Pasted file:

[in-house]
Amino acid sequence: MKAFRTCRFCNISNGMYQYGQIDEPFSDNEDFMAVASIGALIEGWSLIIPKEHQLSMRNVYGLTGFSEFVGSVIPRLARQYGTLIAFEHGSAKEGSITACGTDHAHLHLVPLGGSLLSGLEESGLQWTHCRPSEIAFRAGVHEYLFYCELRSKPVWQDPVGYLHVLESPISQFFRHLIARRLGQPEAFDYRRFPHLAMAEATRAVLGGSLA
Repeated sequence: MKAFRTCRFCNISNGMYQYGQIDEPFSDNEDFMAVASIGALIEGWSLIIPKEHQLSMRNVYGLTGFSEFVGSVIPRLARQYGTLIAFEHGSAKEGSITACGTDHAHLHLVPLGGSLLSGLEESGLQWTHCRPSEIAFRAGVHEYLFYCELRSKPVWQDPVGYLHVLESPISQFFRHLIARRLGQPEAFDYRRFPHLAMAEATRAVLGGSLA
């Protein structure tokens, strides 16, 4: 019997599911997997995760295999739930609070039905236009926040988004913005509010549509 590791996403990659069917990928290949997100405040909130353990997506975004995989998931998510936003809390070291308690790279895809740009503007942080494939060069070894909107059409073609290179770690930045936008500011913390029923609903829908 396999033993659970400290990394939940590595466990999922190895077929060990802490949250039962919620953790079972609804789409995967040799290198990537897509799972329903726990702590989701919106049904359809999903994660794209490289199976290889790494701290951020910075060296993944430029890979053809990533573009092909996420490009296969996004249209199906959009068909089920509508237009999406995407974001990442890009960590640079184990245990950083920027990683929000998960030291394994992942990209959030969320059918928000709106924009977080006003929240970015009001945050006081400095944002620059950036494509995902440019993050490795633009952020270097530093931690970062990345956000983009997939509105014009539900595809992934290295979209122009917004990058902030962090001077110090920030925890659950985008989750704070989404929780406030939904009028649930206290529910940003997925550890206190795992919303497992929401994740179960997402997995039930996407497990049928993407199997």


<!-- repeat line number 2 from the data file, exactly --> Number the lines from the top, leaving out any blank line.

Amino acid sequence: MKAFRTCRFCNISNGMYQYGQIDEPFSDNEDFMAVASIGALIEGWSLIIPKEHQLSMRNVYGLTGFSEFVGSVIPRLARQYGTLIAFEHGSAKEGSITACGTDHAHLHLVPLGGSLLSGLEESGLQWTHCRPSEIAFRAGVHEYLFYCELRSKPVWQDPVGYLHVLESPISQFFRHLIARRLGQPEAFDYRRFPHLAMAEATRAVLGGSLA